Posts Tagged ‘Management’

Recovery from: When a great leader goes bad…2

Sunday, February 7th, 2010

In my last blog I talked about the intense power of stress on our interaction skills and how the higher our cognitive ability, the greater the impact. I talked about Jake the genius, a leader who had lost his ability to motivate and positively impact the behavior of his team during this stressful, leaner business environment.

Our brainpower—or cognitive ability– to think, innovate and motivate can get severely squeezed by the stress of the work environment or issues at home. What results is so much “noise” in the thinking part of our brains, that we are literally paralyzed cognitively. We find that we can’t use logic, display productive emotions and empathize-three critical components of effective communication. While crippled by our limited brainpower, we communicate the wrong things to our staff—demotivating messages, confusing body language, and uncontrolled emotion.

Biologically this reaction to stress is the same for each of us. So the Jake scenario has occurred repeatedly during the past year to the detriment of leaders, their staff and the results of their organizations.

Changing biologically directed and negative responses takes conscious effort on our part. But it can be done. Here’s a plan for leaders who find themselves in this situation.

How to recover—

1. Admit your own “bad” behavior- Sorry for the analogy, but like an alcoholic at the first AA meeting, admitting is the first step.
2. Apologize sincerely to those affected- Explain that you have a sense of what you have been like, and that you recognize it couldn’t have been fun for any of them. No “buts” or excuses!
3. Ask for their thoughts. Listen intently- by looking them in the eyes, taking notes, and paraphrasing what they say.
4. Ask for their help in noticing improvement-when more motivating behaviors occur again. Ask them to focus less on if you screw up, and more when you’re “awesome.”
5. Put a conscious plan in place- Keep a written log for yourself so you are consciously tracking helpful, supportive behavior. Being aware of our progress gives us the autonomy we need to continue to build on our success.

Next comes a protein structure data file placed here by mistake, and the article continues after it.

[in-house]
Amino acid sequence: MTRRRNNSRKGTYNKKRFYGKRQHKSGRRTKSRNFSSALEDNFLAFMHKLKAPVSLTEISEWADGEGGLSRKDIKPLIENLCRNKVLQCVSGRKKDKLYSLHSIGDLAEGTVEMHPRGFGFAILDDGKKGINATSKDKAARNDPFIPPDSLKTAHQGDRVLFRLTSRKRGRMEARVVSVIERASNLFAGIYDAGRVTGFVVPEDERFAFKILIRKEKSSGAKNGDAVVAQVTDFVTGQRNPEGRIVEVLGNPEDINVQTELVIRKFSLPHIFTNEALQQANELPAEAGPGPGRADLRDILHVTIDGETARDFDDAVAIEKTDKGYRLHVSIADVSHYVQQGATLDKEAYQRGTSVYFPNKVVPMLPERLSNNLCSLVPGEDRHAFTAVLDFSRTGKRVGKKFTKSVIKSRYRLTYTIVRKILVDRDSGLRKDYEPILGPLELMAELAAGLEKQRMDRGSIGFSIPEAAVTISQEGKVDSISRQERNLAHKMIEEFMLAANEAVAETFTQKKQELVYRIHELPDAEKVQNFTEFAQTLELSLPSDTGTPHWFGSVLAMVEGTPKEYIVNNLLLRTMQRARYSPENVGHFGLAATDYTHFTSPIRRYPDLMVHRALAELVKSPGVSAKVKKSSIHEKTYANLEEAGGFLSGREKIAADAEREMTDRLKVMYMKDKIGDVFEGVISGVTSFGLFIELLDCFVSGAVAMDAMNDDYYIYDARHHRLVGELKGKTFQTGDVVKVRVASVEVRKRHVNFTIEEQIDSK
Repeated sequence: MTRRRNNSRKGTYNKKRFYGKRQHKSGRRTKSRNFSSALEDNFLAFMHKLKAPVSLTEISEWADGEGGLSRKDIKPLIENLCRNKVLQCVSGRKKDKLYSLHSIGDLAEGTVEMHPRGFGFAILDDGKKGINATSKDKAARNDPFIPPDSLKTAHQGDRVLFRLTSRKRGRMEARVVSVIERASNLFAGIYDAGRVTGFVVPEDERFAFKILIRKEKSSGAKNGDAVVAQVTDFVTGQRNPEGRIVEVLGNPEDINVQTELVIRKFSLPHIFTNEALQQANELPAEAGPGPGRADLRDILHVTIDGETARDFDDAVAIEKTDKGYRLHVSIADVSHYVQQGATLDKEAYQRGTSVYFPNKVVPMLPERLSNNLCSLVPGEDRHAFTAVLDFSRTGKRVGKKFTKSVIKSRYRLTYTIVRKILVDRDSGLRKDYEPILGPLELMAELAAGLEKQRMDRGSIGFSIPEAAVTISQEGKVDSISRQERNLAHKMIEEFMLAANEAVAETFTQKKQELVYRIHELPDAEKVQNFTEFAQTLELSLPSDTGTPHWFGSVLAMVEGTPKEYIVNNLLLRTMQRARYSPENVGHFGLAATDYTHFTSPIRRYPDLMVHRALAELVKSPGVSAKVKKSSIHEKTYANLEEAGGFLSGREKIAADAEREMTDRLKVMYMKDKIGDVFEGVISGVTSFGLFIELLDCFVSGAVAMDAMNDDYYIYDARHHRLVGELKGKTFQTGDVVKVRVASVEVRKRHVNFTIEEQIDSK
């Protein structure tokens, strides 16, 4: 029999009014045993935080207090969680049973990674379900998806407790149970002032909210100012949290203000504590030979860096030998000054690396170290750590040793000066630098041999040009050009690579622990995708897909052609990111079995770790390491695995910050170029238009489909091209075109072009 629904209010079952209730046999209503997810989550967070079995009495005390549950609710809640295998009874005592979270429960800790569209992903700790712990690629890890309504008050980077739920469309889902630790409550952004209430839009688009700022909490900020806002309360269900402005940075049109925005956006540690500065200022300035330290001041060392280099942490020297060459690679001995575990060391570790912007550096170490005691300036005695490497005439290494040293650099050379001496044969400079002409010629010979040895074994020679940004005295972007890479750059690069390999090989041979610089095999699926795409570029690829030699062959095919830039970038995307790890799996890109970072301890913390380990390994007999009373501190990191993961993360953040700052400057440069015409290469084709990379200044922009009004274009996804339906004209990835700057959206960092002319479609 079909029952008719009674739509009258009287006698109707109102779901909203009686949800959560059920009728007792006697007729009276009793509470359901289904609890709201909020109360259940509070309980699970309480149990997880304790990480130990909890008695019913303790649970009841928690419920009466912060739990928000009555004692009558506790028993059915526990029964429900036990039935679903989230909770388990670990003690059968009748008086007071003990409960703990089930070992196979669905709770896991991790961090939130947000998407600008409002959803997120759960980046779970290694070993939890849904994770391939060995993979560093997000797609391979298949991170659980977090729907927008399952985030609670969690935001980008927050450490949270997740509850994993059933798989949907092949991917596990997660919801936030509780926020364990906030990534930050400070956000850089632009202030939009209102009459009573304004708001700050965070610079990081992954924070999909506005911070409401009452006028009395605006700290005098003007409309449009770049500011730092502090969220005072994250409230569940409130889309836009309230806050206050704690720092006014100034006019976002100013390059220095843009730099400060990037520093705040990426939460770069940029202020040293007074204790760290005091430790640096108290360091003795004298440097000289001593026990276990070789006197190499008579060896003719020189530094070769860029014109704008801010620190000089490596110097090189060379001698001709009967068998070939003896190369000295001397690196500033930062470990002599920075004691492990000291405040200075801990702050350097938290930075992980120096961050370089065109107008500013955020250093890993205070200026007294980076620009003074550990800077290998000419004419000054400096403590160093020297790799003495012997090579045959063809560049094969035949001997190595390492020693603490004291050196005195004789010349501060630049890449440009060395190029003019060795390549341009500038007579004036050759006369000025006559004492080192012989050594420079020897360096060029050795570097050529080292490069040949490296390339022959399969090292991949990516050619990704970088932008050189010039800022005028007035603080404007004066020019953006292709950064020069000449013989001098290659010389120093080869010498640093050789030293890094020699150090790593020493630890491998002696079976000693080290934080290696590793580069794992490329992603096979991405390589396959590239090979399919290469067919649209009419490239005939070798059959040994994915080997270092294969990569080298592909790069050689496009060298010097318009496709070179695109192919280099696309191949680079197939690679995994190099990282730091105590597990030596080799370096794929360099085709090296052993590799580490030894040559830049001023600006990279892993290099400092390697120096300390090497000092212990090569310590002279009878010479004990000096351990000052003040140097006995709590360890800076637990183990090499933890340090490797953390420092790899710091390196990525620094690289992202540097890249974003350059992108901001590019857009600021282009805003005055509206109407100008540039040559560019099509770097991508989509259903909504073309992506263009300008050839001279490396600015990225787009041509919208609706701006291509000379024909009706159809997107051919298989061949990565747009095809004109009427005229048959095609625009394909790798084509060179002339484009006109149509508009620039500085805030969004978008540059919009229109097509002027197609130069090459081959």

Know that because we are all human, you may “fall off the wagon” from time to time. Recovering your strong leader status is not about perfection.

Good Luck and cheers! Here’s to hoping my next blog is, “When a temporarily bad leader gets great again!”

When a good leader goes bad–

Wednesday, January 13th, 2010

Recently I was asked to coach a manager whom I first worked with 5 years ago. Let’s call him Jake the genius. He is one of the top ten smartest people I know. When I first met Jake, I was impressed with his insight, his forward thinking, and his ability to motivate and develop the sales team that worked for him. He hired extremely talented people, and they would sing his praises to anyone who would listen.

He got results. Better than any other team in the organization.

Five years later and his staff is telling a different story. “Jake has become negative lately….” Jake doesn’t listen, and is very impatient with me.…” “Jake is so unfair the way he…” “I’m not sure I can keep working for Jake. ….”

What happened you ask? Stress happened.

Like many of us today in this economy, Jake has been asked to take on more responsibility. He was promoted to a new position, but learned that he still needed to manage his existing team. He was told to increase his revenue numbers in a down economy. He watched his manager demonstrate her worry and impatience with the success of the group.

Research shows that people with higher cognitive ability are actually more impacted by stress than others.  Luckily for Jake, one of his salespeople was brave enough to talk to him about these issues, and he sought out a coach to help him make adjustments.

As a leader of people, it’s a good time to ask yourself 3 questions:

  1. Has the amount of time you spend communicating with your people changed drastically in the last six months?
  2. Are you communicating more electronically than in person, or by phone?
  3. Do the people that work for you seem more “distant” from you, less communicative, than before?

If the answer to two or more of these questions is “yes”, it probably makes sense for you to consider how your behavior is affecting your staff’s ability to perform at their best.

In my next blog I’ll talk more about why stress impacts our behavior so drastically, and what we can do to counteract it.

Laura Daley